Currently browsing posts about: Additives

Aug 7 2013

You think the FDA gets to approve all food additives as safe? Not a chance.

I was invited to write the editorial to accompany a study published today in JAMA Internal Medicine looking at the highly conflicted process used to decide whether food additives are Generally Recognized as Safe (GRAS).

Here’s the study.

Here’s my editorial.

I know this sounds completely crazy, but here’s what the study found:

  • Manufacturers get to decide whether food additives are safe or not.
  • Manufacturers get to decide whether to bother to tell the FDA the additives are in the food supply.

And if they do volunteer to inform the FDA (and many do),

  • Manufacturers get to decide who sits on the panels that review the evidence for safety.

In reading the study, it seemed to me that:

  • As long as not too many people roll over dead after eating foods with new additives, nobody will ever have a clue whether the additive is safe.
  • The regulatory gap has spawned an entire enterprise of GRAS consultants and GRAS consulting firms who are in the business—presumably lucrative—of providing the scientific documentation the FDA needs to determine additive safety.

Some of the consultants need to do a better job.  The FDA raises enough questions that about 15% (my estimate) of the requests would be denied.

The good news: If the FDA sees the safety documentation, it does its job.

But what happens to the rejected additives?  Or the ones that don’t get voluntarily sent to FDA?

Nobody really knows (think: caffeine in alcohol drinks–the FDA had no idea).

We need a better food safety system in this country and conflicts of interests in GRAS additive approvals are a good place to start.

Here’s what USA Today has to say about this (I’m quoted).

 

 

Mar 31 2011

What’s up with food dyes and hyperactivity?

 I’ve been waiting to see what the FDA panel did before commenting on this week’s hearings on food dyes and hyperactivity in young children. 

According to reports from CNN and from the New York Times, the panel decided—to do nothing. 

Research, says the FDA panel, is insufficient to conclude that food dyes cause hyperactivity.  Despite much concern about this issue in Great Britain, the FDA will not put a warning label on foods that contain the dyes. 

This is déjà vu all over again.  When I first became interested in nutrition in the mid-1970s, food dyes were a big issue.   

Hyperactivity in kids was a new thing.  Ben Feingold, a physician in California, said that a diet devoid of food colors would help calm kids down. 

The Feingold Association still encourages that diet.

But scientfic tests of the Feingold hypothesis produced mixed effects.  In 1980, Science magazine published two reports of such tests. 

The first”by James M. Swanson and Marcel Kinsbourne (Science 1980;207:1485-87) gave pills containing a mix of food additives to 40 children, 20 diagnosed as hyperactive and 20 not.  The children diagnosed with hyperactivity reacted to the food additive challenge but the other children did not.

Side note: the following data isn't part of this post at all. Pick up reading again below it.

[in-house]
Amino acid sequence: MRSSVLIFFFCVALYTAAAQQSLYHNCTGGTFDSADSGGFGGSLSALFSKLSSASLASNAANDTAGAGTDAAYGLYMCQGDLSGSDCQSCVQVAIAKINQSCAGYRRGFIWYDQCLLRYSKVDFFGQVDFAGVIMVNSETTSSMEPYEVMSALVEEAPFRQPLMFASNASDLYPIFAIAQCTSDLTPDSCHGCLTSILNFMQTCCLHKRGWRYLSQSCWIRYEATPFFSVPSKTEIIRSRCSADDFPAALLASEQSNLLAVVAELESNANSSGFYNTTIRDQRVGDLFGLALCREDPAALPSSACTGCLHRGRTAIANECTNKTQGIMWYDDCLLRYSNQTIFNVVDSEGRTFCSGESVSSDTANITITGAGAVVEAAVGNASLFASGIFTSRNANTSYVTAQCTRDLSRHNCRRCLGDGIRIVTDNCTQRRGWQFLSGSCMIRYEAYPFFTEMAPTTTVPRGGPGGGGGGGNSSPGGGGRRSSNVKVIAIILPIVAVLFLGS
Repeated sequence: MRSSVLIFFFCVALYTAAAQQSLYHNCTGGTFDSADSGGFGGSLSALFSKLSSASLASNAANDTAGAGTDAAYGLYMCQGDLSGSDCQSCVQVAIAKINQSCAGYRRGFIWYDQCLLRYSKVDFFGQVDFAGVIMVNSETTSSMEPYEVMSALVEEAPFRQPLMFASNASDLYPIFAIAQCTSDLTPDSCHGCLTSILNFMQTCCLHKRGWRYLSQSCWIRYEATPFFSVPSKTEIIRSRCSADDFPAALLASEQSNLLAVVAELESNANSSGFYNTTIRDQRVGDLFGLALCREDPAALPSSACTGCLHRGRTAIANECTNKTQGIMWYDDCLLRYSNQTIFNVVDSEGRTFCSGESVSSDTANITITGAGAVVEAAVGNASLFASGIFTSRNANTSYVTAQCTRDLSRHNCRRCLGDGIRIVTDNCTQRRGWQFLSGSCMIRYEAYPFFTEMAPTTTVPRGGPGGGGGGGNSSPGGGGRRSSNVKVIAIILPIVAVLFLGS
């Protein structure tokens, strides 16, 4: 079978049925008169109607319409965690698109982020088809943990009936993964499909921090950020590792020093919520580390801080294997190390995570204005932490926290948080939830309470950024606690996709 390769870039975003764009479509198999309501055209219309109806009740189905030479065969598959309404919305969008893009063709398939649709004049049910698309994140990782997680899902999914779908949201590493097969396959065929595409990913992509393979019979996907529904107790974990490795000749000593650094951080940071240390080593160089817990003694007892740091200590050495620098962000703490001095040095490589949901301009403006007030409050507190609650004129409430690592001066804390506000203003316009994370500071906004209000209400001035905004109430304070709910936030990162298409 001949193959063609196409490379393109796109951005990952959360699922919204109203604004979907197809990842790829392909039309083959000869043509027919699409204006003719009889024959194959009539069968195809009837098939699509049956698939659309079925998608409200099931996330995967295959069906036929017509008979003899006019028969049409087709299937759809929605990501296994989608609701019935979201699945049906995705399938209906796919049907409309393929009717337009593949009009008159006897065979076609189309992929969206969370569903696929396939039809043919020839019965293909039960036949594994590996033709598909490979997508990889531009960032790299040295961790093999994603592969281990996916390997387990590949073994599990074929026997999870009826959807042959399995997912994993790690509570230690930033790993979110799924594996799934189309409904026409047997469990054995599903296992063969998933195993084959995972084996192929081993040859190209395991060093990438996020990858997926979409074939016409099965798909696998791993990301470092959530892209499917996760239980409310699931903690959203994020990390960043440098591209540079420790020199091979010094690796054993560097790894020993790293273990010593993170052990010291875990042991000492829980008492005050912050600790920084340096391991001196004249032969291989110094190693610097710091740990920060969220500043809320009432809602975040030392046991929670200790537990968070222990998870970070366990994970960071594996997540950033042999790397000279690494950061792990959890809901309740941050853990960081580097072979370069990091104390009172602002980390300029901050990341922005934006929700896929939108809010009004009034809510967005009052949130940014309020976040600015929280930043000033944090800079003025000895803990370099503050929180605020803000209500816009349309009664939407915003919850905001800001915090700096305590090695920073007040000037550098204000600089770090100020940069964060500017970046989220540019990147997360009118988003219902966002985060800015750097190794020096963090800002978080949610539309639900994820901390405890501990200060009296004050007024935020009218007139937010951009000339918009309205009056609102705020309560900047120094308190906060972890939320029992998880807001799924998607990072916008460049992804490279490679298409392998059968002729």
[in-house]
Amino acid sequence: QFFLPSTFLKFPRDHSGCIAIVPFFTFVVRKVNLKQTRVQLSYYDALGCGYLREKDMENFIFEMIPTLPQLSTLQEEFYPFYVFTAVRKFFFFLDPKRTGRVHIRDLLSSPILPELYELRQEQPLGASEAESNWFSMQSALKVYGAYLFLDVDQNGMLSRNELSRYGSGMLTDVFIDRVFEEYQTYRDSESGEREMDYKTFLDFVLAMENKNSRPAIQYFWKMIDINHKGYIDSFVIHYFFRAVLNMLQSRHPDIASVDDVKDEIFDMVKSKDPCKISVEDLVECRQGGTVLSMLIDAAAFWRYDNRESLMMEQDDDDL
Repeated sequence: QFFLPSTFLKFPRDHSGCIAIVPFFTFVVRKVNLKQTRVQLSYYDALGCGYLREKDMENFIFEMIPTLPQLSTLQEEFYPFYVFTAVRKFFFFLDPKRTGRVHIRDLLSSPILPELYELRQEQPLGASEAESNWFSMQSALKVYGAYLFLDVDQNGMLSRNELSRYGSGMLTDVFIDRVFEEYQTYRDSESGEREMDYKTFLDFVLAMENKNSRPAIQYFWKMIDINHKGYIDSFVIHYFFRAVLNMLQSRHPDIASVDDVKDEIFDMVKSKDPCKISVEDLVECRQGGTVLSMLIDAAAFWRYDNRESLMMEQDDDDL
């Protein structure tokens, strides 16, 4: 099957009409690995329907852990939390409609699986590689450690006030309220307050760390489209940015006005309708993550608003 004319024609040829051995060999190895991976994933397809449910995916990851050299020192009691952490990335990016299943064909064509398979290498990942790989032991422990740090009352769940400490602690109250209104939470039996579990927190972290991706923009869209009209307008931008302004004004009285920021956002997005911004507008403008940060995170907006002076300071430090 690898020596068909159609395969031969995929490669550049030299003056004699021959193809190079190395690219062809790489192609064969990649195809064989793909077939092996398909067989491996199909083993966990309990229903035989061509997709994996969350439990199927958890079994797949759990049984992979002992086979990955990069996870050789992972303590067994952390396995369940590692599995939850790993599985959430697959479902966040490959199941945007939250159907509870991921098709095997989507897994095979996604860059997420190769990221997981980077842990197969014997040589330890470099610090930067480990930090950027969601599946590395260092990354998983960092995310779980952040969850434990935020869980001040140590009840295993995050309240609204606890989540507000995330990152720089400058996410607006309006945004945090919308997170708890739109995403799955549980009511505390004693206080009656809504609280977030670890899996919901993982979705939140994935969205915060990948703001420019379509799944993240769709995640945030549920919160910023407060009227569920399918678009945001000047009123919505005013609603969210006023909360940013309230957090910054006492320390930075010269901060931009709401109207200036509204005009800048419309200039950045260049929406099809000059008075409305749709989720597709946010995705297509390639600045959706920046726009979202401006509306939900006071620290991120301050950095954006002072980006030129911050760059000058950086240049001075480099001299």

This study, however, was criticized for using pills, mixing additives, and evaluating the kids’ behavior by methods that were controversial.

A second study (Weiss, et al. Science 1980;207:1487-89) made a valiant effort to correct for those problems.  It created two drinks that looked and tasted the same, one with a blend of seven food colors and one without.    The study was carefully designed to be triple-blind.  The drinks were formulated to look the same and neither the kids, parents, or observers knew what the kids were drinking.  The drinks were tested at different times on 22 kids.

The result?  Twenty of the 22 kids showed no reaction to the dyes.  One showed occasional reactions. 

But one child reacted to the dyes every time.

The interpretation?  A small percentage of kids may react to food dyes.

That was pretty much the end of that except for petitions by Center for Science in the Public Interest to get rid of food dyes.

There things rested until 2007 when a study in England revived the issue.

Food dyes have only one purpose: to sell junk foods.  Candy, Cheetos, and sodas that are brightly colored are perceived as tasting better than the grey alternatives.  The food industry needs food dyes badly.

But nobody else does.  Parents of hyperactive kids can easily do their own experiment and see if removing food colors helps calm their kids down. 

Food dyes have no health benefits that I can think of.  Kids don’t need to be eating those foods anyway.  Kids will not be harmed by avoiding food dyes.

It would be nice to have more conclusive research.  In the meantime, read food labels!

Sep 11 2008

Mars UK commits to reformulation

The Brits are much more worried about artificial colors and flavors than we seem to be, these days as a result of the Southampton study, which linked such additives to cognitive and behavioral deficits in children eating a lot of candy.  Mars has now made a commitment to eventually get rid of artificial colors in its candy bars.  Will they do the same thing here?  If so, what will we do without blue M&M’s?

Apr 11 2008

UK’s Food Agency takes on color additives